Bailey’s Luck Seven (Sam Lanin’s band), with vocal by Irving Kaufman – 1923


Spike Jones & his City Slickers — issued in 1950 on (US) RCA Victor 20-3912 (78 rpm), and RCA Victor 47-3912 (45 rpm), in each case c/w “Yaaka Hula Hickey Dula” — issued in the UK in 1950 on HMV B.9988, as the B-side of “Rudolf, the Red-Nosed Reindeer”


I’ve Got the Yes! We Have No Bananas Blues – recording by the Jazz-O-Harmonists – 1923


Parisian Pierrot (Noël Coward)

Answers.com says

According to Richard Briers in Coward & Company, the playwright wrote “Parisian Pierrot” for his close friend Gertrude Lawrence in his review London Calling! but apparently she didn’t think much of it. The song was to be performed wearing a [P]ierrot costume, and Lawrence gave both to her understudy in André Charlot’s Revue of 1924, Jessie Matthews. In New York, she changed her mind and performed it herself, although she didn’t record it until November 3, 1931 – a pressing that was originally rejected. Coward recorded it in 1936.

According to the Noël Coward Society, Coward wrote the song in Berlin between December 9th and 18th, 1922. It was published in 1923 by Keith Prowse of London.

Coward himself said “The idea of it came to me in a night-club…a frowsy blonde, wearing a sequin chest-protector and a divided skirt, appeared in the course of the cabaret with a rag pierrot doll dressed in black velvet. She placed it on a cushion where it sprawled in pathetic abandon while she pranced around it emitting gutteral noises. Her performance was unimpressive but the doll fascinated me”. The title came into his head in the taxi on his way back to the hotel.

Gertrude Lawrence died in 1952, and in 1968 Julie Andrews performed the song in her biopic Star!. (thanks, Alexander Baron – London, England, for all above)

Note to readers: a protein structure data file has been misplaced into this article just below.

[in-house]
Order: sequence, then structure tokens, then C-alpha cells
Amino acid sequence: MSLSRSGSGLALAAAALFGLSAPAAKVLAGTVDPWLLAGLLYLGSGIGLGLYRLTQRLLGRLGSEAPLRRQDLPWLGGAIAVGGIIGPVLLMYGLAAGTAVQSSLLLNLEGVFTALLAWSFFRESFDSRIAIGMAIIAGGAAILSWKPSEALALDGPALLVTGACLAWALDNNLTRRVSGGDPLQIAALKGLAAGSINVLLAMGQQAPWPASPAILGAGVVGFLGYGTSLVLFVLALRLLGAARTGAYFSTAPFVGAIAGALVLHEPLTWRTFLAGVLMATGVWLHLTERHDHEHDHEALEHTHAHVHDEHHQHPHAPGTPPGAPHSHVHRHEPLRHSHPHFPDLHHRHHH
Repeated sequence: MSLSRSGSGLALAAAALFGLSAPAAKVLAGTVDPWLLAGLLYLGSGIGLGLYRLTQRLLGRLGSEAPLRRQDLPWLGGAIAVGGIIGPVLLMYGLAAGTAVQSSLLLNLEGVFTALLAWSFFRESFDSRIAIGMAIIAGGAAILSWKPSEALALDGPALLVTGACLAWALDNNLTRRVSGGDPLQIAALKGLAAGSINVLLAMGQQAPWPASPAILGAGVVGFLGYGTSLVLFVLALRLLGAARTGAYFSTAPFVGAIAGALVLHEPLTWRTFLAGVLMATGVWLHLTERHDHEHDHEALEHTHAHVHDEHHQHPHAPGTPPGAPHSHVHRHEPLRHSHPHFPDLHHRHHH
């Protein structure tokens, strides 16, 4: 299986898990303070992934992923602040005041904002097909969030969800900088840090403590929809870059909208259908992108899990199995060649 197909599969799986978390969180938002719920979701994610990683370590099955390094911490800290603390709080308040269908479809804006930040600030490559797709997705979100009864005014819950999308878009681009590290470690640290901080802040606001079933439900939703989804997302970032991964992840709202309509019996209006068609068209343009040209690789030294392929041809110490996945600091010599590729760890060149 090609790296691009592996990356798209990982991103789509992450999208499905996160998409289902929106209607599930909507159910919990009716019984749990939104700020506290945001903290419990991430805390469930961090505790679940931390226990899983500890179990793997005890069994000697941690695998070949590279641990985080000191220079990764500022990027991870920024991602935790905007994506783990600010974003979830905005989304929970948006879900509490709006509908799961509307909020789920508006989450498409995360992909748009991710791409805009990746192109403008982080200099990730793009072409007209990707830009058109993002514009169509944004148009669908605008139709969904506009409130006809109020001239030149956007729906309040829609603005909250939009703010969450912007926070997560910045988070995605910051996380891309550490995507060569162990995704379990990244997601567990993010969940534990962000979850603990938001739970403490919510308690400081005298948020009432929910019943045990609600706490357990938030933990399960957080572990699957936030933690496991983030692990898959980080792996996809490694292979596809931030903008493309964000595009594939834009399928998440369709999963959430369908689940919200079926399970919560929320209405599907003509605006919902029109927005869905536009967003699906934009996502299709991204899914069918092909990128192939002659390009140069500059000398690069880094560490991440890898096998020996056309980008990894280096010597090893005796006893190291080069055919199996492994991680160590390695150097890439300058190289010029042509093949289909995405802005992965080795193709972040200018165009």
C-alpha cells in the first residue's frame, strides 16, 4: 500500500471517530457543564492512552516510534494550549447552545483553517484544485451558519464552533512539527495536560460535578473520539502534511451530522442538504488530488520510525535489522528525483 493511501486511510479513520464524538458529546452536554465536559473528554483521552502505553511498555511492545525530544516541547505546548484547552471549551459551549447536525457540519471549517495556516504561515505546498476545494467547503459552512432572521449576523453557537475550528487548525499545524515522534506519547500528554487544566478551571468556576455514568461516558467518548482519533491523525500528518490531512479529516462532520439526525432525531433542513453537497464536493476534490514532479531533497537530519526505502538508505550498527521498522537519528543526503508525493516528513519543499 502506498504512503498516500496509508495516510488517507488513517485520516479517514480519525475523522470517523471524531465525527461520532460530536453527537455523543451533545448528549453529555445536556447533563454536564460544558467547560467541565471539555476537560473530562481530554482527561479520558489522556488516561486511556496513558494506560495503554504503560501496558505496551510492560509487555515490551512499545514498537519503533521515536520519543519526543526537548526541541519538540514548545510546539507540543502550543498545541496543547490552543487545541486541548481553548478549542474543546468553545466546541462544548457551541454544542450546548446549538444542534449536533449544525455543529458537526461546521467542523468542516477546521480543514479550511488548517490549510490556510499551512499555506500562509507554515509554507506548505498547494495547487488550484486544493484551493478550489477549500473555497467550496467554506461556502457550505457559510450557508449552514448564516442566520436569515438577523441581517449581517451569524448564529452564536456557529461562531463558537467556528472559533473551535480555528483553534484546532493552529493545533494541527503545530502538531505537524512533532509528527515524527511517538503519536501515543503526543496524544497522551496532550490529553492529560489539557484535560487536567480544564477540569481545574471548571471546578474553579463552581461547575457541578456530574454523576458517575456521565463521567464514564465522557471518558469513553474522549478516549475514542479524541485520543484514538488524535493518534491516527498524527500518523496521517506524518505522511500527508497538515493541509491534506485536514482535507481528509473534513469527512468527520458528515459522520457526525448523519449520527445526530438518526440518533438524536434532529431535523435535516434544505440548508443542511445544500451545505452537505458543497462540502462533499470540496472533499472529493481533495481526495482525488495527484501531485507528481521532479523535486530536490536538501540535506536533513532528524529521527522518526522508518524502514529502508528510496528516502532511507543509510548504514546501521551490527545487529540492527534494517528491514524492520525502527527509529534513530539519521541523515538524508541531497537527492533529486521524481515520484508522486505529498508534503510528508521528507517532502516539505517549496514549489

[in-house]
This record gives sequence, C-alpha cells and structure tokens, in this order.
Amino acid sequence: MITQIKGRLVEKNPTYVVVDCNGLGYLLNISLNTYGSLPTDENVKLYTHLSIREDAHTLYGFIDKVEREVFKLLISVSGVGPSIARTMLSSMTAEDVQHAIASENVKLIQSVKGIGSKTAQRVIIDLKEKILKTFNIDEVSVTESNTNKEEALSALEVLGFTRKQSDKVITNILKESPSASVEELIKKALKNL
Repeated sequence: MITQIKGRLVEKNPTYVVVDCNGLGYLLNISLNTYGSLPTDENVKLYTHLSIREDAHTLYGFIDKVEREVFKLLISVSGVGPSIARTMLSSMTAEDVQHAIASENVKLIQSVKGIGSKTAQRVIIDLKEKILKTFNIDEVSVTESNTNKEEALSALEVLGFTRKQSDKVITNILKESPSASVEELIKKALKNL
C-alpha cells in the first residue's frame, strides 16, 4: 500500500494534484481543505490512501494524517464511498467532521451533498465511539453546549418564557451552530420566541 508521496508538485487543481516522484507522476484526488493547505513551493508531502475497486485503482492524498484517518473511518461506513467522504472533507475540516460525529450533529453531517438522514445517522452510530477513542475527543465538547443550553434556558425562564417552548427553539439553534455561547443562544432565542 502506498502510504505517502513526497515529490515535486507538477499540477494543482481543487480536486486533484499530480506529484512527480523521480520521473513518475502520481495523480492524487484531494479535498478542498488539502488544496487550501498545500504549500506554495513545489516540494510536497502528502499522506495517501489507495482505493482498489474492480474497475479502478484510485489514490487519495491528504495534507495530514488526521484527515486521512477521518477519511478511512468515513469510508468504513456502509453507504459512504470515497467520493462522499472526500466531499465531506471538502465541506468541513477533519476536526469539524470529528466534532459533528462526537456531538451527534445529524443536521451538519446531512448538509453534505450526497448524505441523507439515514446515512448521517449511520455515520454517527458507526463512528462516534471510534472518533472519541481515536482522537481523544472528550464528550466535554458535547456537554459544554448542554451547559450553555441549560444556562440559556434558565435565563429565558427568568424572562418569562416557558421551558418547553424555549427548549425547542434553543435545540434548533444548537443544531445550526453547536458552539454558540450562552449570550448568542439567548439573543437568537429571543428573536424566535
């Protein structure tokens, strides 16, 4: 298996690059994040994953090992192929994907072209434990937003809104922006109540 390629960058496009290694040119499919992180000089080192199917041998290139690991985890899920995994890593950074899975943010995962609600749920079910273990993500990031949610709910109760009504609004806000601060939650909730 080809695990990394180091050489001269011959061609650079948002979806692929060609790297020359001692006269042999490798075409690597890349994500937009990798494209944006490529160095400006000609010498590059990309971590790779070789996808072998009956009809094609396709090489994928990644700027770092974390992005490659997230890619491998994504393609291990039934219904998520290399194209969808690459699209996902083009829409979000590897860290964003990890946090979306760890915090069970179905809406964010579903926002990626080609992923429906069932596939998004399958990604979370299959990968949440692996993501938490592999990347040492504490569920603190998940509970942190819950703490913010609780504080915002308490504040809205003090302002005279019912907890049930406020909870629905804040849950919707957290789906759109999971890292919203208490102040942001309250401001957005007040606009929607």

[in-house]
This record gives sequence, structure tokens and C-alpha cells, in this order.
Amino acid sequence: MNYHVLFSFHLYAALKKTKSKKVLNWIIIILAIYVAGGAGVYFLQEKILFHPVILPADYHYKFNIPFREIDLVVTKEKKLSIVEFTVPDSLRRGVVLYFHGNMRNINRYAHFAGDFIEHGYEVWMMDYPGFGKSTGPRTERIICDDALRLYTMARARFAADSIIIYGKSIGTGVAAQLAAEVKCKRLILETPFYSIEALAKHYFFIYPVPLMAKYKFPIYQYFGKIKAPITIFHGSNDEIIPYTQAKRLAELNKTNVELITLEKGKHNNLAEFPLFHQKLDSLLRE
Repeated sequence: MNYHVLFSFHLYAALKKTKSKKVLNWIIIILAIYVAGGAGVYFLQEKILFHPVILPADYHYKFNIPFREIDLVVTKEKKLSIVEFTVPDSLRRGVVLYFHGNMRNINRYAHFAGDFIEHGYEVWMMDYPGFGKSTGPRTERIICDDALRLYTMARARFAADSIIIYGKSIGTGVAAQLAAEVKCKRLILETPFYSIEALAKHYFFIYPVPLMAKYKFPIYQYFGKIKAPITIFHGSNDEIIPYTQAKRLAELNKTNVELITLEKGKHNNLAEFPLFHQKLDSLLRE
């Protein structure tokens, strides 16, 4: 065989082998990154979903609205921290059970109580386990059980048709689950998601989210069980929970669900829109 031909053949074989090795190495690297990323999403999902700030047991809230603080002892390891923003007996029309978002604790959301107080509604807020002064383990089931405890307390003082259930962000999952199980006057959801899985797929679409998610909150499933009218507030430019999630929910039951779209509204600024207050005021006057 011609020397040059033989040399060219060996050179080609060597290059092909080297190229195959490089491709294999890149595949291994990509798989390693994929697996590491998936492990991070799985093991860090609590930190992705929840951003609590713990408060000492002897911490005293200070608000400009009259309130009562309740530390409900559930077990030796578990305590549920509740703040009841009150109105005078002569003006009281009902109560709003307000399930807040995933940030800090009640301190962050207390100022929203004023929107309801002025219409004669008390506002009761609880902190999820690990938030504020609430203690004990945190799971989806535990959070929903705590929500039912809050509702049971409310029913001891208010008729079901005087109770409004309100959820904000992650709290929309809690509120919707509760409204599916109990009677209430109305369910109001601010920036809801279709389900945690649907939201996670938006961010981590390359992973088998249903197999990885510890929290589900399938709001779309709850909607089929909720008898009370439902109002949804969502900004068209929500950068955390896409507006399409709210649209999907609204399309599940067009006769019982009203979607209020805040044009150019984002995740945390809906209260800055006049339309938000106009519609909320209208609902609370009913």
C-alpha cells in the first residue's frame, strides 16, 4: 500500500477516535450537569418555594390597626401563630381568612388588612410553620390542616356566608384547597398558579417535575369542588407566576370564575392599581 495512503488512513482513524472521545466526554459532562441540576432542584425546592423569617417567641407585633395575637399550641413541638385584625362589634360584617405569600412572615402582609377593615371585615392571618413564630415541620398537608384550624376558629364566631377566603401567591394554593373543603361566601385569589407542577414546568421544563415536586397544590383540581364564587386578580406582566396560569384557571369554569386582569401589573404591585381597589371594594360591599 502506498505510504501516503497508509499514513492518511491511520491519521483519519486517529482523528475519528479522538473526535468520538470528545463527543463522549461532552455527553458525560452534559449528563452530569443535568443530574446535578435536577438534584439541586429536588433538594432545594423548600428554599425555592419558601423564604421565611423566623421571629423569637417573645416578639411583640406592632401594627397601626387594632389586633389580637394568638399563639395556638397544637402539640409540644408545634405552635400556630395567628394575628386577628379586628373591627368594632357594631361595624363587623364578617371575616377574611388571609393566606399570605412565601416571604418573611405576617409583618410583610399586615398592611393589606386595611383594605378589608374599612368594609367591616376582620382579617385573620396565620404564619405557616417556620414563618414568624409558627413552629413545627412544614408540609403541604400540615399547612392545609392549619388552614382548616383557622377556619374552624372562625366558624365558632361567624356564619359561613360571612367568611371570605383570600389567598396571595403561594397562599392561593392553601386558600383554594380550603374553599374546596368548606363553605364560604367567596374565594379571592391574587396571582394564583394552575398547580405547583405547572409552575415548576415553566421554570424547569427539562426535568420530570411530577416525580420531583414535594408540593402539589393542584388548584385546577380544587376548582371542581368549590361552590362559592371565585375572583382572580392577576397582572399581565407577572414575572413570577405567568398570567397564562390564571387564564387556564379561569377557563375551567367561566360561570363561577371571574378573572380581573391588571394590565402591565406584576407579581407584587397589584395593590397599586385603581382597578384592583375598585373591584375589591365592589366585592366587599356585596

Noël Coward – 1936


Julie Andrews in Star!, a Gertrude Lawrence biopic – 1968


Texas – Twentieth-Century Blues – The Songs Of Noël Coward (1998)




7 Comments (+add yours?)

  1. Bill JOnes
    Dec 15, 2010 @ 06:44:43

    I am looking for the words (verse and chorus) of “I Love My Chili Bom Bom” by Walter Donaldson and Cliff Friend published in 1923.


    • doc
      Dec 15, 2010 @ 17:54:17

      Hi Bill,
      Haven’t been able to find the words in a brief search, but sheet music is available online at several places including Vintage marelibri – I Love My Chili Bom Bom, and Kay’s Secondhand Books and Sheet Music (via Bookshops.com.au). — Jim (links corrected 17 Feb 2012)

      One of the commenters on the video posting at Dailymotion gives a portion of the lyrics as follows:

      You’ve heard about some guys that some girls soon forget,
      But here’s one guy that you’ll remember all your life I’ll bet
      I love my Chili Bom Bom, and Chili Bom Bom loves me


      • doc
        Dec 15, 2010 @ 17:55:24

        I Love My Chili Bom-Bom (m. Walter Donaldson, w. Cliff Friend)

        The Savoy Havana Band at the Savoy Hotel, London — issued in 1924 on Columbia (UK) 3435, b/w “Pasadena”

        From Wikipedia:

        The Savoy Havana Band was a British dance band of the 1920s. It was resident at the Savoy Hotel, London, between 1921 and 1927.

        The band was formed by the American saxophonist Bert Ralton in 1921. Originally there were six players including Ralton. It was later increased to ten players. From 1924 it was led by the English violinist Reginald Batten. Both the Savoy Havana Band and their colleagues the Savoy Orpheans were under the management of Wilfred de Mornys.

        Among the players was a young American saxophonist, Rudy Vallee, whose attempts to become a vocalist were discouraged by his fellow-players. Another member of the ensemble was the pianist Billy Mayerl.



  2. robin
    Dec 27, 2010 @ 04:01:23

    dear bill…

    i have an original 78 rpm record with the words & music of chilli bom bom on it, it is a record of jack kaufman & orchestra from 1923. i have made it into a mp3 & edited it with goldwave to reduce crackles & hiss. it you want it please get in contact with me. the other side is also one of my favorites… “so i took the $50,000”..


  3. doc
    Aug 28, 2011 @ 21:43:13


  4. doc
    Feb 17, 2012 @ 00:17:13

    “I Love My Chili Bom-Bom” will be added to the Walter Donaldson feature page, or might possibly kickoff a second page (The first is very long). That is, unless I forget again.